Wednesday, 4 July 2012


Caffeine: It’s the drug that fueled the modern and industrialized world. 
As I would wait in line at the coffee shop on my way to work, I would think about this. A surprising feat, I’d say, since I’m standing in line with the other overworked zombies waiting for the barista to bless me with my morning espresso fix. It’s surprising that I’m capable of walking without that psychoactive drug lubricating my joints let alone able to contemplate world history and how coffee and tea revolutionized the world. 
Those people in 18th and 19th centuries? They ground their own beans and boiled water on wood stoves (when they had wood to burn) to get their coffee so they could stay awake to operate the machines of the Industrial Revolution (oh, how much has changed). And thanks to them, well, modern innovation and convenience allows a morning coffee craver like me to go through a lot less hassle. There’s no reason why I shouldn’t take advantage of my home espresso machine, I thought.
So, I decided to invest in a Delonghi espresso machine. It seemed better than sloshing through the morning crowds just to pay six dollars or more for a cup of java. With what I spend on coffee each day for a month, I could easily afford a sleek, crafty machine that would provide me with my creamy cup every morning. And I’m not a ‘coffee nerd’ by any means—I’m happy knowing very little about it. The thought of making my own espresso was a little intimidating at first. I certainly didn’t want to blow my precious coffee money on a fancy machine that would suffer due to the operator. Surprisingly, using an espresso machine is not that difficult. As a matter of fact, after a few practice runs, I was making espresso that tasted a lot better than what I was buying at the shop.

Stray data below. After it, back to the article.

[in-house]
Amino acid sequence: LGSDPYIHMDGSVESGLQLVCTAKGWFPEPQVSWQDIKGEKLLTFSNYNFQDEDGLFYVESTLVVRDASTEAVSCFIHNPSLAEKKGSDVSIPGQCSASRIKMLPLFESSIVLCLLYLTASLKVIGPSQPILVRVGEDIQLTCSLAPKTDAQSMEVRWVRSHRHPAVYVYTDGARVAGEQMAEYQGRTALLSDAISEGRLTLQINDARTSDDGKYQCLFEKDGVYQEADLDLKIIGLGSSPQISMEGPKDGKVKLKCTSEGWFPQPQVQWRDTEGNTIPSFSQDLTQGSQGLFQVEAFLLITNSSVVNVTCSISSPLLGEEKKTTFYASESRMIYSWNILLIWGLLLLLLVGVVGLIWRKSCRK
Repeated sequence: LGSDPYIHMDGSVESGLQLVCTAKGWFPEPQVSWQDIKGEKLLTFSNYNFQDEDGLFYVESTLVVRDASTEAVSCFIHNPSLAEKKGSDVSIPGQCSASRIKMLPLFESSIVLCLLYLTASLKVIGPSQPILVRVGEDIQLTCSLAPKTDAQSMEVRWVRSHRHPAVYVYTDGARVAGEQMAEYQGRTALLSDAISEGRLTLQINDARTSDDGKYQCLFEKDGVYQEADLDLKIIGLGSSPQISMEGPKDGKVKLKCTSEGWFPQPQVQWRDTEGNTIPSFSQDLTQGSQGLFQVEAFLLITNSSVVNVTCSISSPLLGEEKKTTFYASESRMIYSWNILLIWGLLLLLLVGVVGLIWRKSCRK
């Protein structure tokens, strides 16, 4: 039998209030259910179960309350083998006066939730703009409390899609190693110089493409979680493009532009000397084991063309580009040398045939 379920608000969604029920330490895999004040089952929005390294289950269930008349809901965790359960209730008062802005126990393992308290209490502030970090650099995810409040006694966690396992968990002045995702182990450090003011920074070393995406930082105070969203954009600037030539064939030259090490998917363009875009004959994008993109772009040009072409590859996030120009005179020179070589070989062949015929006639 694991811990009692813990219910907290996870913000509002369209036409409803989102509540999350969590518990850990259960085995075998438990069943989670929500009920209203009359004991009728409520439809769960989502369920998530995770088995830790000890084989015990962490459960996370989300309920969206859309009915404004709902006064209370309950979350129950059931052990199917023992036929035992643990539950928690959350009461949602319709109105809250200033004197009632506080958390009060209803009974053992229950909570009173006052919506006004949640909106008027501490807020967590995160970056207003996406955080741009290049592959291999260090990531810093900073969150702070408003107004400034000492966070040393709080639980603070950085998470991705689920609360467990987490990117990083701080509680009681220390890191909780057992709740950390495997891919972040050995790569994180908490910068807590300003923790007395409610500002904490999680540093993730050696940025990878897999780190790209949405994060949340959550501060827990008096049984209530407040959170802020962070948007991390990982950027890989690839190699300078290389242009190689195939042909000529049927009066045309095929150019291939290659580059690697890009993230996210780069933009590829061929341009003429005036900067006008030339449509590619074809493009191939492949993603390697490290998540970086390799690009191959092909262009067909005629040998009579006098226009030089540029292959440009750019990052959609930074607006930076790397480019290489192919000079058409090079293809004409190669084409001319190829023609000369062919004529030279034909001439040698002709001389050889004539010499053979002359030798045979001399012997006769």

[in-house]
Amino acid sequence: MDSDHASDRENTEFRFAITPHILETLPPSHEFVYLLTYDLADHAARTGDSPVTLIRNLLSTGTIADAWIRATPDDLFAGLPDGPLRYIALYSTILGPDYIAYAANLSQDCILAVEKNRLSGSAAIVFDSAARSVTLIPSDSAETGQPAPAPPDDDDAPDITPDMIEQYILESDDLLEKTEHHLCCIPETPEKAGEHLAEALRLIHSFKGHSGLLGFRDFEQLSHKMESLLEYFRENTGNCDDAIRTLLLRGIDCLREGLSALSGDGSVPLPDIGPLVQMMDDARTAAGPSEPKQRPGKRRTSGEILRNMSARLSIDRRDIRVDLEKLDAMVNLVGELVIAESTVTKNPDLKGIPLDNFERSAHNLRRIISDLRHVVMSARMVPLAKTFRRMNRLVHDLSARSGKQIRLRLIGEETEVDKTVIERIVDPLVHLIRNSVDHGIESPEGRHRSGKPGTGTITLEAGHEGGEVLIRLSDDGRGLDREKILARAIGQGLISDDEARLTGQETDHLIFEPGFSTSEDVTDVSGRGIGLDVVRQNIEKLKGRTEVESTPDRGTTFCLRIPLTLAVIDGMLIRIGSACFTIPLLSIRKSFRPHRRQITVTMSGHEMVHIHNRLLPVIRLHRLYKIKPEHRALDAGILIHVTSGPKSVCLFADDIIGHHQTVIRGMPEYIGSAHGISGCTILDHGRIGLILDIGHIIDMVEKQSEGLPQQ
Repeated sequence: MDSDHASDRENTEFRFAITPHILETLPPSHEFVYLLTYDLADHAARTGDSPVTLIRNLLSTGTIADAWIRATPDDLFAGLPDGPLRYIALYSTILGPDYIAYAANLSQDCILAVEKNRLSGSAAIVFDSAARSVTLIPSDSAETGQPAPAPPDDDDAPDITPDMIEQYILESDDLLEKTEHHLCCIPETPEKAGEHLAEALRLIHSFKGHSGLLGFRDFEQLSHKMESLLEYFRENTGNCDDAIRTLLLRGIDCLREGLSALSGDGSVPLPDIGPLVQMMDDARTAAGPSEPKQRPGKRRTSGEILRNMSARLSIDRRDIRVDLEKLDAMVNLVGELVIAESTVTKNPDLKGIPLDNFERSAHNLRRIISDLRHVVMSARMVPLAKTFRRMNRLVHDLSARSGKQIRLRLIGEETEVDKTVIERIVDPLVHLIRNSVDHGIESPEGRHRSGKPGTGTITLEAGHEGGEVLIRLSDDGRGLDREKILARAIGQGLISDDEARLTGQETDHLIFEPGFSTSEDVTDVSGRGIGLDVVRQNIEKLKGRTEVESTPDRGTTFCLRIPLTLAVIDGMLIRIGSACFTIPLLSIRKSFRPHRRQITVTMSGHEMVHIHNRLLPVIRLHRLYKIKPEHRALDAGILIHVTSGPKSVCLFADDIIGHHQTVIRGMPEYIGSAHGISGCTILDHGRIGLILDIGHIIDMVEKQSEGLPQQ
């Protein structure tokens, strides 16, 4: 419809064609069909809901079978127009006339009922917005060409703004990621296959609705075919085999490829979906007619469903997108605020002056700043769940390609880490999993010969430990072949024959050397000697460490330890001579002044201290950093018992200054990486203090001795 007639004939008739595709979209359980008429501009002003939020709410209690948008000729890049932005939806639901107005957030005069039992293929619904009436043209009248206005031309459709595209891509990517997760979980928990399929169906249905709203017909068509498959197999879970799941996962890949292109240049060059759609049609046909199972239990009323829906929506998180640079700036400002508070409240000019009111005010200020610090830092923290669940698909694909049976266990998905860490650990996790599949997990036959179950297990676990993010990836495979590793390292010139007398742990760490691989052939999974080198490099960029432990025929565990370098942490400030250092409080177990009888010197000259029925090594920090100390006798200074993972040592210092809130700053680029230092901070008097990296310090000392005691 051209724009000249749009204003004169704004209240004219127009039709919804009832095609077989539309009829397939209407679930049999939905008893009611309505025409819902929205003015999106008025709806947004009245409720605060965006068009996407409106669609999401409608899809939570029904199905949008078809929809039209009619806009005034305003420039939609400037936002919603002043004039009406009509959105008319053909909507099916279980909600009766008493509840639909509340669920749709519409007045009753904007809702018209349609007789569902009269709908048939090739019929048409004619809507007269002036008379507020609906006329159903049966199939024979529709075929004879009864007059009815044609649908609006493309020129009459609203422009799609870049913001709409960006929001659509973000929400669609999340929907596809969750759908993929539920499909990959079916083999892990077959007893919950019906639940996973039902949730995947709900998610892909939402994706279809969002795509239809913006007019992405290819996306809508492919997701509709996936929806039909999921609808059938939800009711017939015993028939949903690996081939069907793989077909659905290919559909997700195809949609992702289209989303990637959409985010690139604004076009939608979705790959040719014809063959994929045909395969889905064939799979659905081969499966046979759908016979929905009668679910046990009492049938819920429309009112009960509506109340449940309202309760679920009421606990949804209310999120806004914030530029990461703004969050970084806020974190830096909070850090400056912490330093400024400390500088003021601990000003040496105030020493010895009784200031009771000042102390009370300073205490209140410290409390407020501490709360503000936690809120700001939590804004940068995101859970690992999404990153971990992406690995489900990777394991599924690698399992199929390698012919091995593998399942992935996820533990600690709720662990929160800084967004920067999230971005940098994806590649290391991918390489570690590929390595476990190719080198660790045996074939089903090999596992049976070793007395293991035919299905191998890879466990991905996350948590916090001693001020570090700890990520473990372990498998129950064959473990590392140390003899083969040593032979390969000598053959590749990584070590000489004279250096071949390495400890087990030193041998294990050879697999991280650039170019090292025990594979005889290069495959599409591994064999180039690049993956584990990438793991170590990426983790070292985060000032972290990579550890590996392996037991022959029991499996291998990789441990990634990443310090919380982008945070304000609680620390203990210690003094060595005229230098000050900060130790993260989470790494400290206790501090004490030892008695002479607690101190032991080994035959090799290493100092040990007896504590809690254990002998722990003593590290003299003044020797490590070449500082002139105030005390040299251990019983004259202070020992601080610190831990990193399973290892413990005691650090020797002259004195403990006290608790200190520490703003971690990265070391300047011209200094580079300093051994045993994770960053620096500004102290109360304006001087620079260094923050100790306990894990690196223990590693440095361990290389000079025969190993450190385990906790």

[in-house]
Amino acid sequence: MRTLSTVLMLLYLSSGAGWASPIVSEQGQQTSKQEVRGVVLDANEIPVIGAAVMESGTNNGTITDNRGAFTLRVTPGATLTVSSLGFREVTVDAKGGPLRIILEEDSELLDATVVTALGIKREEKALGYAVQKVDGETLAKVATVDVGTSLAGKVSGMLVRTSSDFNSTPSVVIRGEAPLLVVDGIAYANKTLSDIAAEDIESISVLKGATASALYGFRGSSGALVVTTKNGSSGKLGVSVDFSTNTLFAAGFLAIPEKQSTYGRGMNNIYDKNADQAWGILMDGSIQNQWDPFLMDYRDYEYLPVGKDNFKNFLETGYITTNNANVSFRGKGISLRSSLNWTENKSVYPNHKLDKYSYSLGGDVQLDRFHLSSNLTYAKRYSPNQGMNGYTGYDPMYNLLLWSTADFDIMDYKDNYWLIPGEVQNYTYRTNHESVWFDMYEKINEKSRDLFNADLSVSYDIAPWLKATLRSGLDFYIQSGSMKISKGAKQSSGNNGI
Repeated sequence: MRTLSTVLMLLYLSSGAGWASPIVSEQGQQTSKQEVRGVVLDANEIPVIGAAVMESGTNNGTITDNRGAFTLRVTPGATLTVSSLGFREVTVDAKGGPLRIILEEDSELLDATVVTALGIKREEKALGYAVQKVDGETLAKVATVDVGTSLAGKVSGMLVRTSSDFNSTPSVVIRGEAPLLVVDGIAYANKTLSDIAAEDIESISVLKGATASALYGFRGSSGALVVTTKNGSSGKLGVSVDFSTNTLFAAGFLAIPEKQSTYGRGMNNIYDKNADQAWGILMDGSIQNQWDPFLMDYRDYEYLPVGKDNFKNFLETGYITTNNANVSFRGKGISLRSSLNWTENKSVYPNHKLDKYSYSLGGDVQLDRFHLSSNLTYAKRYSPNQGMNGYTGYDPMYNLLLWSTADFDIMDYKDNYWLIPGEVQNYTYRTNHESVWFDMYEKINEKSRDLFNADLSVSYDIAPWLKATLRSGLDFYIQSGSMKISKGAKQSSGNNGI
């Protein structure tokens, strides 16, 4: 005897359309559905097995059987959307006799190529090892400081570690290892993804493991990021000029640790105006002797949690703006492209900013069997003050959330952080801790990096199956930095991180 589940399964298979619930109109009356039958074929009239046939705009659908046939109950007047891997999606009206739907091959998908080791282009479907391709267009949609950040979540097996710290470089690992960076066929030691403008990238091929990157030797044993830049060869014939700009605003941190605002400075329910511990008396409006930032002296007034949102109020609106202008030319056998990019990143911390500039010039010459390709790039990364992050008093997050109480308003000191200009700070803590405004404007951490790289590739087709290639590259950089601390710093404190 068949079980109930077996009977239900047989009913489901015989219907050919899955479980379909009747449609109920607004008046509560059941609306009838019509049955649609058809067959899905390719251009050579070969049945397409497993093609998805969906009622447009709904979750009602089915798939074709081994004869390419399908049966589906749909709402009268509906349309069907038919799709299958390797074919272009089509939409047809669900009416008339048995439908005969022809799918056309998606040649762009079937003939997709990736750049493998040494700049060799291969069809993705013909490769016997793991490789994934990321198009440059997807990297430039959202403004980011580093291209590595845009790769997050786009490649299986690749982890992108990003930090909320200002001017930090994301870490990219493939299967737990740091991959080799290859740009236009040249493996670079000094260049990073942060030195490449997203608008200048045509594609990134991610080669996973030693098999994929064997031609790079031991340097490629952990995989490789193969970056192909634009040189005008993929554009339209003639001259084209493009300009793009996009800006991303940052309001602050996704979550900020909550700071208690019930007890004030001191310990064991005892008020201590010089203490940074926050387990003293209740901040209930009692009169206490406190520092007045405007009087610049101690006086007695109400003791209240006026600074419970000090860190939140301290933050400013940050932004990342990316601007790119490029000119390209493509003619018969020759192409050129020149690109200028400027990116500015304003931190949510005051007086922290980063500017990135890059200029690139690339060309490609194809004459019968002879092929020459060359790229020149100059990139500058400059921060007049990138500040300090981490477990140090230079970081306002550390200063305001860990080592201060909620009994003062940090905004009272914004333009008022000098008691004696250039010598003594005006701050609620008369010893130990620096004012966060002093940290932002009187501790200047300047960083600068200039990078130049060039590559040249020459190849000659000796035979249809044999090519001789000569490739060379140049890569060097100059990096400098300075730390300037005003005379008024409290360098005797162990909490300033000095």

To top it all, now that I’m my own barista, I can leave the house a little later. I always wanted a little more time to savor my espresso each morning, perhaps read the paper. Thanks to my espresso machine, not only do I have time to acclimate to the early hours of my day, but I’m briskly walking passed the place I used to score and the poor 

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